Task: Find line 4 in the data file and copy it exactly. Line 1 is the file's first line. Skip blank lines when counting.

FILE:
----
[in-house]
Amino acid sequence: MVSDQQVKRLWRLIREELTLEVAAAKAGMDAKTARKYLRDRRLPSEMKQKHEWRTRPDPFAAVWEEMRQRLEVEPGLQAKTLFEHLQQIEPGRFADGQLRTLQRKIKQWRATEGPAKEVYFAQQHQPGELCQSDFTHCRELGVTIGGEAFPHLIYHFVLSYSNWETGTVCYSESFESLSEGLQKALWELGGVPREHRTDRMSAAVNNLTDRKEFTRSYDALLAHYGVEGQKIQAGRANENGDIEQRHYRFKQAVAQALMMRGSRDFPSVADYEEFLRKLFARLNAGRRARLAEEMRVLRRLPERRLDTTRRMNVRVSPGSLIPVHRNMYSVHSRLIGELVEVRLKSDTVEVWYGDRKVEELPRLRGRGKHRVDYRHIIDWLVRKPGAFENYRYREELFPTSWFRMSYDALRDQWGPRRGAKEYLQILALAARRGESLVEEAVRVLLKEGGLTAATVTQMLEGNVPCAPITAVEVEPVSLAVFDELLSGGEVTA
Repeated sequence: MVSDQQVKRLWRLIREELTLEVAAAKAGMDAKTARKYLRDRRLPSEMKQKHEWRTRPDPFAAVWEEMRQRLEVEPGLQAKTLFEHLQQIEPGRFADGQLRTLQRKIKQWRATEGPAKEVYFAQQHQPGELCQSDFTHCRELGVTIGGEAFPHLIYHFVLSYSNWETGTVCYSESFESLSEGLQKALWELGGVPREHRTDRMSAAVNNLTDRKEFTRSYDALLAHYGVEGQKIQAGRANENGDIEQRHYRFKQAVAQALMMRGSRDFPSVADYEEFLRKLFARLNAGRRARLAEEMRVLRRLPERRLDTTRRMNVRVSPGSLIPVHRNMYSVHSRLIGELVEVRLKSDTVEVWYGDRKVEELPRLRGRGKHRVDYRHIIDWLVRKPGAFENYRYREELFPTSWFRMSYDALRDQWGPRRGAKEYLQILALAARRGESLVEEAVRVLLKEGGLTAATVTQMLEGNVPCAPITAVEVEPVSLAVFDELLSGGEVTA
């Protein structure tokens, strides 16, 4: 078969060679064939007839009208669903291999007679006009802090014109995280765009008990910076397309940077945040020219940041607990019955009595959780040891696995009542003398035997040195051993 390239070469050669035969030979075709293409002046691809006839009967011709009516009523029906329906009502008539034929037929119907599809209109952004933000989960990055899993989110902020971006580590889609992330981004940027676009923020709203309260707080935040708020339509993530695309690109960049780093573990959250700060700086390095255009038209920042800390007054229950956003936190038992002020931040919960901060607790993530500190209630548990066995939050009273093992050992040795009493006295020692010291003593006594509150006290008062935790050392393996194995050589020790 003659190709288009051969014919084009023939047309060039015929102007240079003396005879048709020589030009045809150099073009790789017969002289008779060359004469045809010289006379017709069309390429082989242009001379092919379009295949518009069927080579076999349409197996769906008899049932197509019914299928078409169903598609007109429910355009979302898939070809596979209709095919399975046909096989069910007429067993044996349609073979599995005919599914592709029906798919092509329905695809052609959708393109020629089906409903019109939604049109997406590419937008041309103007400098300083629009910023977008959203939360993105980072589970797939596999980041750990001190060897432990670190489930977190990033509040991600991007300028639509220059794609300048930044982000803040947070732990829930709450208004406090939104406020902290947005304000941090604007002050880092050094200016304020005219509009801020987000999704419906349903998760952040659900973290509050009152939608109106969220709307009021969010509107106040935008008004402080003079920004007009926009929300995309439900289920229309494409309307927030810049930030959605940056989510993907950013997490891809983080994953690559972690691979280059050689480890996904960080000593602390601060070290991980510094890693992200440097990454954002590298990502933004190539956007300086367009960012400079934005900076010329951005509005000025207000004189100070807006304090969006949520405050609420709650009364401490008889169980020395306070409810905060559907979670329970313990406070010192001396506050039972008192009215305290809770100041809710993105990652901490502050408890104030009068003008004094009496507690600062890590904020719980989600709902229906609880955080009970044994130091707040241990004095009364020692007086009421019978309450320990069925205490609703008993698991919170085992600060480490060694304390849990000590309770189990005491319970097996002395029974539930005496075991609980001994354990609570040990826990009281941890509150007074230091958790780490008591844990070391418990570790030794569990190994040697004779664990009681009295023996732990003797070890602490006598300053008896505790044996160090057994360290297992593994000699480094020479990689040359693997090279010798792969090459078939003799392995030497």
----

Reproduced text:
């Protein structure tokens, strides 16, 4: 078969060679064939007839009208669903291999007679006009802090014109995280765009008990910076397309940077945040020219940041607990019955009595959780040891696995009542003398035997040195051993 390239070469050669035969030979075709293409002046691809006839009967011709009516009523029906329906009502008539034929037929119907599809209109952004933000989960990055899993989110902020971006580590889609992330981004940027676009923020709203309260707080935040708020339509993530695309690109960049780093573990959250700060700086390095255009038209920042800390007054229950956003936190038992002020931040919960901060607790993530500190209630548990066995939050009273093992050992040795009493006295020692010291003593006594509150006290008062935790050392393996194995050589020790 003659190709288009051969014919084009023939047309060039015929102007240079003396005879048709020589030009045809150099073009790789017969002289008779060359004469045809010289006379017709069309390429082989242009001379092919379009295949518009069927080579076999349409197996769906008899049932197509019914299928078409169903598609007109429910355009979302898939070809596979209709095919399975046909096989069910007429067993044996349609073979599995005919599914592709029906798919092509329905695809052609959708393109020629089906409903019109939604049109997406590419937008041309103007400098300083629009910023977008959203939360993105980072589970797939596999980041750990001190060897432990670190489930977190990033509040991600991007300028639509220059794609300048930044982000803040947070732990829930709450208004406090939104406020902290947005304000941090604007002050880092050094200016304020005219509009801020987000999704419906349903998760952040659900973290509050009152939608109106969220709307009021969010509107106040935008008004402080003079920004007009926009929300995309439900289920229309494409309307927030810049930030959605940056989510993907950013997490891809983080994953690559972690691979280059050689480890996904960080000593602390601060070290991980510094890693992200440097990454954002590298990502933004190539956007300086367009960012400079934005900076010329951005509005000025207000004189100070807006304090969006949520405050609420709650009364401490008889169980020395306070409810905060559907979670329970313990406070010192001396506050039972008192009215305290809770100041809710993105990652901490502050408890104030009068003008004094009496507690600062890590904020719980989600709902229906609880955080009970044994130091707040241990004095009364020692007086009421019978309450320990069925205490609703008993698991919170085992600060480490060694304390849990000590309770189990005491319970097996002395029974539930005496075991609980001994354990609570040990826990009281941890509150007074230091958790780490008591844990070391418990570790030794569990190994040697004779664990009681009295023996732990003797070890602490006598300053008896505790044996160090057994360290297992593994000699480094020479990689040359693997090279010798792969090459078939003799392995030497």